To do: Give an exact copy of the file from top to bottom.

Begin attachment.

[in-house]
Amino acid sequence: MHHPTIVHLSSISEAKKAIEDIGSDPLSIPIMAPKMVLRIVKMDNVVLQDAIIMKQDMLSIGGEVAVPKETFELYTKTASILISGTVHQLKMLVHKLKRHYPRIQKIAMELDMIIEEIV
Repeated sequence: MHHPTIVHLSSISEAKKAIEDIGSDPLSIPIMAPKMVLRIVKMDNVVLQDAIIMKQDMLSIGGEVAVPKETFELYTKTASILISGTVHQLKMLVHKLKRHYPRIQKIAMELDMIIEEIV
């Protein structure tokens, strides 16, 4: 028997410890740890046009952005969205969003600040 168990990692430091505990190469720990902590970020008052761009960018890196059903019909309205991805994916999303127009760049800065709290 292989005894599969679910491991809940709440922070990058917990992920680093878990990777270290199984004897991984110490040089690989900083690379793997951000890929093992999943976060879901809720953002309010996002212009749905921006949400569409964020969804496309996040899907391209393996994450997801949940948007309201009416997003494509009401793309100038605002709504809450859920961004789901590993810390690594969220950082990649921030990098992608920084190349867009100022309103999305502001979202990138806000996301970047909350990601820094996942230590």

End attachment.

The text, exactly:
[in-house]
Amino acid sequence: MHHPTIVHLSSISEAKKAIEDIGSDPLSIPIMAPKMVLRIVKMDNVVLQDAIIMKQDMLSIGGEVAVPKETFELYTKTASILISGTVHQLKMLVHKLKRHYPRIQKIAMELDMIIEEIV
Repeated sequence: MHHPTIVHLSSISEAKKAIEDIGSDPLSIPIMAPKMVLRIVKMDNVVLQDAIIMKQDMLSIGGEVAVPKETFELYTKTASILISGTVHQLKMLVHKLKRHYPRIQKIAMELDMIIEEIV
């Protein structure tokens, strides 16, 4: 028997410890740890046009952005969205969003600040 168990990692430091505990190469720990902590970020008052761009960018890196059903019909309205991805994916999303127009760049800065709290 292989005894599969679910491991809940709440922070990058917990992920680093878990990777270290199984004897991984110490040089690989900083690379793997951000890929093992999943976060879901809720953002309010996002212009749905921006949400569409964020969804496309996040899907391209393996994450997801949940948007309201009416997003494509009401793309100038605002709504809450859920961004789901590993810390690594969220950082990649921030990098992608920084190349867009100022309103999305502001979202990138806000996301970047909350990601820094996942230590």